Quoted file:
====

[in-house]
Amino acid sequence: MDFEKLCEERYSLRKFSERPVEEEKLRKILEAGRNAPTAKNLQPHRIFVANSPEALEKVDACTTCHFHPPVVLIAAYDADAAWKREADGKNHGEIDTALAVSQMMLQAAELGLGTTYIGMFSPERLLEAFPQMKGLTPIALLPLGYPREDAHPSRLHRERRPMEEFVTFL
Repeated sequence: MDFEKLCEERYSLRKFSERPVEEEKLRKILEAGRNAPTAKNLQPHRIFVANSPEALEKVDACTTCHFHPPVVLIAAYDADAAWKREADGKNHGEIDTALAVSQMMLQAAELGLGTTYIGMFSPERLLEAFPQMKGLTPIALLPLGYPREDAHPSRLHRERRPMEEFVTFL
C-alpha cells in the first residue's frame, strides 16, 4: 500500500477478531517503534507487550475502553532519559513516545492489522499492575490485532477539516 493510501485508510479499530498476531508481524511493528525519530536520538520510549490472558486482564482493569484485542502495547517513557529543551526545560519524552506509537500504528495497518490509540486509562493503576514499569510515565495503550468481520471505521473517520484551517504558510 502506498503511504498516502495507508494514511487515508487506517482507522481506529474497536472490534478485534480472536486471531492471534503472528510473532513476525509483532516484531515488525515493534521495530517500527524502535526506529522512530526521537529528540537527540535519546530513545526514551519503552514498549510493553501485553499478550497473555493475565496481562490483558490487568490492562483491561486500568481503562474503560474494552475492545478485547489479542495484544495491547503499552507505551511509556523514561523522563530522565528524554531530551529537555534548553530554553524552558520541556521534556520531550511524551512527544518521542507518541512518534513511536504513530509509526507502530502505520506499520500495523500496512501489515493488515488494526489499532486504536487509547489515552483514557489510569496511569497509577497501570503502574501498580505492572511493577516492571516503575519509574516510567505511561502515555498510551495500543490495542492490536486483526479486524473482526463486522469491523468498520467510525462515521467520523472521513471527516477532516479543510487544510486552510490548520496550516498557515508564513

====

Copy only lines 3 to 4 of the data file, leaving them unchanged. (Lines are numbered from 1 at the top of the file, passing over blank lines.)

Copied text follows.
Repeated sequence: MDFEKLCEERYSLRKFSERPVEEEKLRKILEAGRNAPTAKNLQPHRIFVANSPEALEKVDACTTCHFHPPVVLIAAYDADAAWKREADGKNHGEIDTALAVSQMMLQAAELGLGTTYIGMFSPERLLEAFPQMKGLTPIALLPLGYPREDAHPSRLHRERRPMEEFVTFL
C-alpha cells in the first residue's frame, strides 16, 4: 500500500477478531517503534507487550475502553532519559513516545492489522499492575490485532477539516 493510501485508510479499530498476531508481524511493528525519530536520538520510549490472558486482564482493569484485542502495547517513557529543551526545560519524552506509537500504528495497518490509540486509562493503576514499569510515565495503550468481520471505521473517520484551517504558510 502506498503511504498516502495507508494514511487515508487506517482507522481506529474497536472490534478485534480472536486471531492471534503472528510473532513476525509483532516484531515488525515493534521495530517500527524502535526506529522512530526521537529528540537527540535519546530513545526514551519503552514498549510493553501485553499478550497473555493475565496481562490483558490487568490492562483491561486500568481503562474503560474494552475492545478485547489479542495484544495491547503499552507505551511509556523514561523522563530522565528524554531530551529537555534548553530554553524552558520541556521534556520531550511524551512527544518521542507518541512518534513511536504513530509509526507502530502505520506499520500495523500496512501489515493488515488494526489499532486504536487509547489515552483514557489510569496511569497509577497501570503502574501498580505492572511493577516492571516503575519509574516510567505511561502515555498510551495500543490495542492490536486483526479486524473482526463486522469491523468498520467510525462515521467520523472521513471527516477532516479543510487544510486552510490548520496550516498557515508564513